UPDATED With Comments from CNET
Penny Arcade made a comic about the — rumor — last night that GameSpot was having trouble reconciling the site’s major ad deal with game publisher Eidos with the 6.0 review the site’s head reviewer gave Eidos’ advertised game, “Kane & Lynch.”
Kotaku had their own post up last night, connecting the dots while still saying the review causing the firing was a rumor.
Jeff has confirmed his firing to us via e-mail, but says he’s “not really able to comment on the specifics of my termination.” He added that he’s “looking forward to getting back out there and figuring out what’s next.” We’re still digging.
Joystiq also got a no comment from GameSpot parent company CNET.
I’ve put in requests to Eidos and CNET myself, in hopes of finding out what Eidos’ deal with Gamespot and expectations for “Kane & Lynch” reviews really were. I’ll post anything I find out.
But, rest assured, any hint that a media outlet might reprimand a reviewer for a negative review of a game for which it is running ads is not sitting well with many gamers out there. Hopefully this story will be clarified so we can see what was really going on…
Update, 2:05PM: CNET director of public relations Leslie Dotson Van Every just dropped me a line.
I had asked: Separate from Gerstmann, there is the question of whether Eidos’ advertising deal with Gamespot/CNET would have involved any stipulations or expectations regarding the nature of Gamespot’s review of the Kane and Lynch game. Can you comment on whether there was Gamespot/CNET agreed to any restrictions on how Kane and Lynch would be reviewed on Gamespot?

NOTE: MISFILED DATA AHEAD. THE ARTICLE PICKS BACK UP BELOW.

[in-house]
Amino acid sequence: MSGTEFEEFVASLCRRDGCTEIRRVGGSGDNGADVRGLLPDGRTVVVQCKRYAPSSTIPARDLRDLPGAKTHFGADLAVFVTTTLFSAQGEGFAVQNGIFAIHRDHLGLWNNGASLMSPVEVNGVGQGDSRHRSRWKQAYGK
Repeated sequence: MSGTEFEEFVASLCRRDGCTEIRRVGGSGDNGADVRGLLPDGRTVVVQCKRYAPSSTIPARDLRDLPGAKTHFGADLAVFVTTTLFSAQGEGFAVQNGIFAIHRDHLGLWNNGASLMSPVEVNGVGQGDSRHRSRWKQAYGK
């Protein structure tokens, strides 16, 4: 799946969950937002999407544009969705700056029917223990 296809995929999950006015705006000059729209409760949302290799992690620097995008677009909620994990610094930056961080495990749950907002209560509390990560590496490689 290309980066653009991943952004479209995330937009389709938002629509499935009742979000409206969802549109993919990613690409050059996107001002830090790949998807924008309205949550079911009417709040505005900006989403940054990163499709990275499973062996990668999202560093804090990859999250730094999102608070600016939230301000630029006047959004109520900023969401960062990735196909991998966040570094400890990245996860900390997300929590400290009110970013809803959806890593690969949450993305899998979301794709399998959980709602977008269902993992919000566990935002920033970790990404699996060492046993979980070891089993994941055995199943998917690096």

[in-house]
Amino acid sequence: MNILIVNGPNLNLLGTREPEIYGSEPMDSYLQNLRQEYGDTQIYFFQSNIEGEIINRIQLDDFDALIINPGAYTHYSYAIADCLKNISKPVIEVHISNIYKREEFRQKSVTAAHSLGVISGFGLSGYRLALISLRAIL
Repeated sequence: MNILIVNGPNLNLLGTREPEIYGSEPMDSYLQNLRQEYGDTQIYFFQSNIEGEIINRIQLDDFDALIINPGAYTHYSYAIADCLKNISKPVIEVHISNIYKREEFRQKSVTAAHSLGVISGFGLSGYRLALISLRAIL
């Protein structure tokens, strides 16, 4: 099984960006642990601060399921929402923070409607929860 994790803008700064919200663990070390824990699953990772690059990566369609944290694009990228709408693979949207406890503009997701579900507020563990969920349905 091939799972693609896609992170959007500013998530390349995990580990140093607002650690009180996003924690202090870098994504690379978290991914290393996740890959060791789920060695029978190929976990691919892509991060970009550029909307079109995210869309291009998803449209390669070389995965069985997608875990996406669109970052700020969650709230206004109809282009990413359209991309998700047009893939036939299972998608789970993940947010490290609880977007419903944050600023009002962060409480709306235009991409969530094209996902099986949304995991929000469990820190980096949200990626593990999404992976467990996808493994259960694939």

She provided this company statement: “GameSpot takes its editorial integrity extremely seriously. For over a decade, GameSpot and the many members of its editorial team have produced thousands of unbiased reviews that have been a valuable resource for the gaming community. At CNET Networks, we stand behind the editorial content that our teams produce on a daily basis.”
Update, 6:09 PM: Joystiq’s Kyle Orland quotes a CNET spokeperson saying that Gerstmann was not fired at the behest of Eidos or any other advertiser. From his latest post:
While reiterating that CNET does not discuss personal employee matters with the press, [CNET spokesperson Sarah] Cain said directly that “we do not terminate employees based on external pressure from advertisers.” When asked specifically about whether any such pressure was even attempted on Eidos’ part, Cain had no comment.